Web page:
More than 23,000 primary seven pupils across Northern Ireland find out tomorrow which post-primary school they will be going to in September.
Marking the end of a difficult year for the pupils and their families, letters from the education boards will drop through the letterboxes of all of the 23,328 pupils in Year 7 in primary schools and prep departments this year.
If a school was not oversubscribed it must accept all applicants. If oversubscribed, their published admissions criteria was used.
Sixty-seven schools — mainly grammars — used the results of new transfer tests to determine their intake, against the advice of the Education Minister.
Secondary schools set non-academic criteria — for example having a sibling at the school.
Education Minister Caitriona Ruane wanted all schools to use free school meal entitlement as their first criteria.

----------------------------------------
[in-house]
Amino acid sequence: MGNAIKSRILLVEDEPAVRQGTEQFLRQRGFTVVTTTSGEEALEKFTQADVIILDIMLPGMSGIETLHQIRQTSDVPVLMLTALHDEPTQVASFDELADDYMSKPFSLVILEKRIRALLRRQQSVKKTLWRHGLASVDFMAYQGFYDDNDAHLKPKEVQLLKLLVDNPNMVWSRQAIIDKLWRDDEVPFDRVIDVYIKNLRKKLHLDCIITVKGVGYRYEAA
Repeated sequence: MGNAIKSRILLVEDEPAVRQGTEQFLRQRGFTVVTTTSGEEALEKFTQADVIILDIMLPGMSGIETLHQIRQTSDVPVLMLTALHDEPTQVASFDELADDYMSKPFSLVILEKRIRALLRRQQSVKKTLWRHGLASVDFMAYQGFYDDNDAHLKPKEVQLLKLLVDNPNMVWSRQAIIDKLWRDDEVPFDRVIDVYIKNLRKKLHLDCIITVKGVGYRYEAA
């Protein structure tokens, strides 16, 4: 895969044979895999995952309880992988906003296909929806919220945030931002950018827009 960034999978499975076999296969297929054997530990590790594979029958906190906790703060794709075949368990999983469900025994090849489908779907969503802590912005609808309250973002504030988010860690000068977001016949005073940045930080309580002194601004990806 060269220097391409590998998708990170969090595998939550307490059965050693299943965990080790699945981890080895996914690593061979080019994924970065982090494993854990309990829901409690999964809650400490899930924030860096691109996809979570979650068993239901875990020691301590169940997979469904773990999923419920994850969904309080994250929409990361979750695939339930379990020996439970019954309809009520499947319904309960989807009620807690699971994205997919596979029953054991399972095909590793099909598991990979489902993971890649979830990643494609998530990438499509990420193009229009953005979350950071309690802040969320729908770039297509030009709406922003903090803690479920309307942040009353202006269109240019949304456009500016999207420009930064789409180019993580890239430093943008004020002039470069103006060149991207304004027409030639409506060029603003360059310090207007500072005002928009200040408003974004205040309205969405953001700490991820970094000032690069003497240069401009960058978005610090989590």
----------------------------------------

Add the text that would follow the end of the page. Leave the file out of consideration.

This was the case for only 15 secondary schools, while another 47 schools used it further down their criteria.
Parents who consider a school did not apply its admissions criteria when selecting pupils, or applied the criteria incorrectly, have a right to appeal to an Independent Appeals Tribunal established by the education board.
Politicians from the DUP, UUP, SDLP and Alliance Party are due to meet next week following party discussions on an advice paper produced by a group of educationalists tasked to advise them on solutions to the stalemate.
Alliance education spokesman Trevor Lunn said: “I hope that the young people get into the school of their choice in spite of the crazy system they have had to go through this year. We are working towards providing a solution although we have already suggested a temporary solution of a CCEA test being put in place.”
- 34 schools used results from the AQE exams as their first criterion. Over 7,000 pupils sat these tests. The scores range from 55 to 145, with the average score set at 100 and split into five bands.
- The 6,700 pupils who sat the GL Assessment tests answered multiple-choice questions in two papers on one day.